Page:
On Ubuntu 22.04 I am trying to render the incoming traffic of a certain port to another ip address. I have redirected several TCP ports with this command and they all work correctly: iptables -t nat -A PREROUTING -d 82.xxx.xx.xxx -p tcp --dport 8123 -j DNAT --to-destination However, when I try to redirect a UDP port, I see it closed from the outside. I use this command. What am I doing wrong?

iptables -t nat -A PREROUTING -d -p udp --dport 1883 -j DNAT --to-destination


  • If it's about WireGuard state it. I'll assume it is. Does WireGuard answer anything at all that you can see using tcpdump? Is the local system or a remote system (including VM or container) with the Ubuntu system acting as router? With UDP (instead of TCP) this does matter when the iptables system is not routing but is the end system: multi-homing routing issues can happen, specific to UDP. Also, in addition to previous questions, you should provide the whole ruleset using iptables-save -c (rather than iptables -L).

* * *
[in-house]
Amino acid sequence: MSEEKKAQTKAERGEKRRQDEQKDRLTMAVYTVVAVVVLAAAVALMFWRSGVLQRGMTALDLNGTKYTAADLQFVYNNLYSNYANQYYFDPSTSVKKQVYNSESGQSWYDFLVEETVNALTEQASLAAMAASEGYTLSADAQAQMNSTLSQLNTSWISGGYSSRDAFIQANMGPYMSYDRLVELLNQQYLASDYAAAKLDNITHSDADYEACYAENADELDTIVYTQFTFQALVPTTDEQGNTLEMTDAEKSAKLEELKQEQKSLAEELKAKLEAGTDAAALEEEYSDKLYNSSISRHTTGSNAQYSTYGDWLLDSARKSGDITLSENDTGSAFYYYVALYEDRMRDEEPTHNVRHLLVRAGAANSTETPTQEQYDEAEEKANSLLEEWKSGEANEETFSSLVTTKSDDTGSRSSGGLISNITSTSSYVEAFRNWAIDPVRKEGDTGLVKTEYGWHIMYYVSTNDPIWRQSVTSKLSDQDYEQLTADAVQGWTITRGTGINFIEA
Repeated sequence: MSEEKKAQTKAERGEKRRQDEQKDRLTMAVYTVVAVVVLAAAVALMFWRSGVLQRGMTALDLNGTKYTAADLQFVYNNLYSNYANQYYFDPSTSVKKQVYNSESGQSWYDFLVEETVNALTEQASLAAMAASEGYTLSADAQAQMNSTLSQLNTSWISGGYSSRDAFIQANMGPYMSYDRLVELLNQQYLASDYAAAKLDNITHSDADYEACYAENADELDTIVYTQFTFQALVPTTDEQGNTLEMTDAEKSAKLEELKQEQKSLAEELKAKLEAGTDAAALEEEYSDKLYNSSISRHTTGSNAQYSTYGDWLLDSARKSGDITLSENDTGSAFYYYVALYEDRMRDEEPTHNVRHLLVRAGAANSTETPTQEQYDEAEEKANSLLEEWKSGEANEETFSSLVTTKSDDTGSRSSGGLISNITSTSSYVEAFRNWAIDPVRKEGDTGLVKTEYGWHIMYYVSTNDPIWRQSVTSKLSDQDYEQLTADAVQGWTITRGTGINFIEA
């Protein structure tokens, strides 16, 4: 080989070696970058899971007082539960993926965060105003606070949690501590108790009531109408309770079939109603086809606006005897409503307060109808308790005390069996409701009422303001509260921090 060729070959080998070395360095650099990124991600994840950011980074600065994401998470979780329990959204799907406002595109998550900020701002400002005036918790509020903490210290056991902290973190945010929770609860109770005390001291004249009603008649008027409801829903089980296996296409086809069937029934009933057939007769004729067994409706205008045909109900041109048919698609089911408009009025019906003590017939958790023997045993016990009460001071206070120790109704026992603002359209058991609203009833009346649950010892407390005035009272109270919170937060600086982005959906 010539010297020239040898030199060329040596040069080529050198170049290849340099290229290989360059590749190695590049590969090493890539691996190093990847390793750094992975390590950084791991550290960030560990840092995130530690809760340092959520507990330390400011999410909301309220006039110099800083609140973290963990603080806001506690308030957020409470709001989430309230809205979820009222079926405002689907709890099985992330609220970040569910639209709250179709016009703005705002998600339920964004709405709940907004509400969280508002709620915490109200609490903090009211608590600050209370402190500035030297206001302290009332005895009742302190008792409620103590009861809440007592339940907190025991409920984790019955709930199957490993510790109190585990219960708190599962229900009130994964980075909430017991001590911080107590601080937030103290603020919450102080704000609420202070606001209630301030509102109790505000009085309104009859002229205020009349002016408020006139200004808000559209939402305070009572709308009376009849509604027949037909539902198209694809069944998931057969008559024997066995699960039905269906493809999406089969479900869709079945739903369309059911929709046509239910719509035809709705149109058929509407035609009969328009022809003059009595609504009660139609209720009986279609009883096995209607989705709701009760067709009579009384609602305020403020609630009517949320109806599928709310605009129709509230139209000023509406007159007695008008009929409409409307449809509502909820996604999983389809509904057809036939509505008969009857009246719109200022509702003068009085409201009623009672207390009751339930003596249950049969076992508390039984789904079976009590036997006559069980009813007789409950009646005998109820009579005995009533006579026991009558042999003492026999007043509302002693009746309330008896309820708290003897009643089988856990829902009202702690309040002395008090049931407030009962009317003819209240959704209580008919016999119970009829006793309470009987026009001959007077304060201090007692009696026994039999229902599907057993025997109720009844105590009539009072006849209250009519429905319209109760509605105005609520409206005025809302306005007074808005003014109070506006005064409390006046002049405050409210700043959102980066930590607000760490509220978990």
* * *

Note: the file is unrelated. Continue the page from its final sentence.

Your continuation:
– A.B
    Commented Feb 19, 2023 at 11:47

1 Answer 1


There are a few potential issues that could be causing your UDP port redirection to fail:

1- Make sure that your firewall is not blocking UDP traffic to the specified port. You can use the "ufw" utility to check your firewall settings and make sure that the port is allowed.

2- Check that your NAT rules are configured correctly. You should verify that the "PREROUTING" chain is being used to redirect incoming traffic, and that the "DNAT" rule is correctly specifying the destination IP address and port.

3- If you are using a network address translation (NAT) device, such as a router, to forward traffic to your Ubuntu machine, make sure that it is configured to forward UDP traffic to the correct IP address and port.

You can also try running a network packet capture tool like Wireshark to see if the incoming traffic is actually being redirected to the correct IP address and port. This may help you identify any additional issues that are preventing the traffic from reaching your Ubuntu machine.

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